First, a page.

Way back in 1923, Karel Cepek, in his play R.U.R. (Rossum’s Universal Robots), addressed this question. In the play’s third act, the robot slaves, led by a robot named Radius, revolt and kill their human masters. Helena, one of the last surviving humans, is saddened that the robots’ intelligence has led to conflict, not cooperation. She talks to Radius:
Helena: Doctor Gall gave you a larger brain than the rest, larger than ours, the largest in the world. You are not like the other robots, Radius. You understand me perfectly.
Radius: I don’t want any master. I know everything for myself.
“Kill all humans! Kill all humans!”
In an episode of FOX’s animated comedy Futurama, Bender the robot, at right, starts repeatedly shouting those words in its sleep. Of course, it makes Bender’s human pal, Fry, just a little bit nervous.
Bender’s unconscious desire makes viewers laugh, but in many legends, stories, books, and movies, robots have been anything but characters to laugh at. They have more often been portrayed as murderous, destructive machines–monsters driven mad by their inability to feel or to think like their human creators. Why is that so? Is it because we humans are both amazed and terrified at the thought that we–like God–might be able to create thinking, feeling creatures?
One of the earliest robot legends is the 400-year-old story of the golem, an artificial man made from clay by Rabbi Loew of Prague (now the capital of the Czech Republic). The rabbi supposedly built the golem–a creature that didn’t eat or drink or demand money to do a job–to be a per: feet servant and tireless worker so human workers would not have to work so hard. But after the golem came to life and started working, the rabbi noticed that the golem felt bad at not being like the human workers. So the rabbi taught the golem how to eat, then how to read. That was a mistake. After it learned how to read, the golem realized that it could never become fully human. At first it was saddened, then a great anger arose within it. It ran away, never to be seen again.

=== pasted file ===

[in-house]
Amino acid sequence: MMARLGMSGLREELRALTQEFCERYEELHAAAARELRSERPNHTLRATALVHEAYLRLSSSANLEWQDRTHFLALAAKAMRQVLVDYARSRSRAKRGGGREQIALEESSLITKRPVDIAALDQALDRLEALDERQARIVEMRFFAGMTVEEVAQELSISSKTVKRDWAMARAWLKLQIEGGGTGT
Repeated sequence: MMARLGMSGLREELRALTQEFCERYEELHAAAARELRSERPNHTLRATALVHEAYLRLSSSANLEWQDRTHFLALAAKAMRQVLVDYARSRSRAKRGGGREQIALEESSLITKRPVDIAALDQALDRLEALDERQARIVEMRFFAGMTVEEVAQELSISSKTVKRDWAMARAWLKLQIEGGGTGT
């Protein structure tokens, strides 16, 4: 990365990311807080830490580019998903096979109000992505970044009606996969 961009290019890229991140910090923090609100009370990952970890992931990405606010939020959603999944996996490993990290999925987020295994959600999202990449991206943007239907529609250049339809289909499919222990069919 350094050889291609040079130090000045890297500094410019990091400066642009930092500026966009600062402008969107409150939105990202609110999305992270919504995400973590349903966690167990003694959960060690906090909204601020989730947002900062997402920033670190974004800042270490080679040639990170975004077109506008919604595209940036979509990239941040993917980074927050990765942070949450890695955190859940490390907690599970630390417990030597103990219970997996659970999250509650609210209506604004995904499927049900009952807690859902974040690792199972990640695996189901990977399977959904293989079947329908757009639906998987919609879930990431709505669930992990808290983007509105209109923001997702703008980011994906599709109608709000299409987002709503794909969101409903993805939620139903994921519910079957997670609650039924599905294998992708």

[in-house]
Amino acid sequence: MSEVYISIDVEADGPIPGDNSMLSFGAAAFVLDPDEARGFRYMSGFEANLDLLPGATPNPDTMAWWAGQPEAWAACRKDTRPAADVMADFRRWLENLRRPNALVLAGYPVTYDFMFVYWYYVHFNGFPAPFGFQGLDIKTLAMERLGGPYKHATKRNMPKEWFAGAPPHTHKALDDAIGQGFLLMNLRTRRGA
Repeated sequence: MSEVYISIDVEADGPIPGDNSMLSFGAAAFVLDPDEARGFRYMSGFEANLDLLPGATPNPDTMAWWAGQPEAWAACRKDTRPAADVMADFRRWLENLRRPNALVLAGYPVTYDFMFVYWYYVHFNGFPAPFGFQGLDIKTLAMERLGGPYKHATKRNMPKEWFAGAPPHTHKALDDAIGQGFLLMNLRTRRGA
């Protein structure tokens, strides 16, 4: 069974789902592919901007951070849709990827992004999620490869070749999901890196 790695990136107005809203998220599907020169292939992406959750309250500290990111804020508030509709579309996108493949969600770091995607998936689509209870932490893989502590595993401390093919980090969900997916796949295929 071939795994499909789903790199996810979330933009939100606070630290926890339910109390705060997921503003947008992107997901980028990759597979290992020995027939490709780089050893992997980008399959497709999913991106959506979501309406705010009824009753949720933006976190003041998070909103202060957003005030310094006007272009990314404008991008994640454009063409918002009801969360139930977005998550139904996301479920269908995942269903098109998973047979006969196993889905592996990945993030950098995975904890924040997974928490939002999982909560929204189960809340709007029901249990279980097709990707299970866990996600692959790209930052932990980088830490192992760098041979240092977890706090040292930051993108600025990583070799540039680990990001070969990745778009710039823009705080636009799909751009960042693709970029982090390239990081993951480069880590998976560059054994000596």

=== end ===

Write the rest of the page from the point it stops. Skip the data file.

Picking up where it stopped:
In the early 1900s, when movies were becoming popular, monster robots were all the rage. In one early movie, The Doll’s Revenge(1907), animated dolls variously attack furniture and humans. In The Tin Man (1935), a robot is ordered to destroy all women. In The Mysterious Dr. Satan (1940), an army of evil robots tries to conquer the world. In the 1938 radio drama War of the Worlds, giant robots from Mars lands in New Jersey and are destroy everything in their path with super flame-throwing weapons. Millions who heard the radio play on October 30 believed it to be an actual Martian invasion.
In recent years, however, some movies have shown robots in a more positive light. In the popular movie Forbidden Planet (1956), Robby the Robot is a good guy, even though he looks much like a walking potbellied stove with bright whirling lights in his transparent head. Friendly robots became even more common in the 1970s and 1980s with the advent of CP30 and R2-D2 of Star Wars fame.
Are robots becoming friendlier because we ourselves may now be more comfortable with modern technology?
CONSIDER THIS … If future robots eventually are given the intelligence and at least some of the emotions of humans, should they be granted the same rights as humans?
COPYRIGHT 2001 Weekly Reader Corp.
COPYRIGHT 2001 Gale Group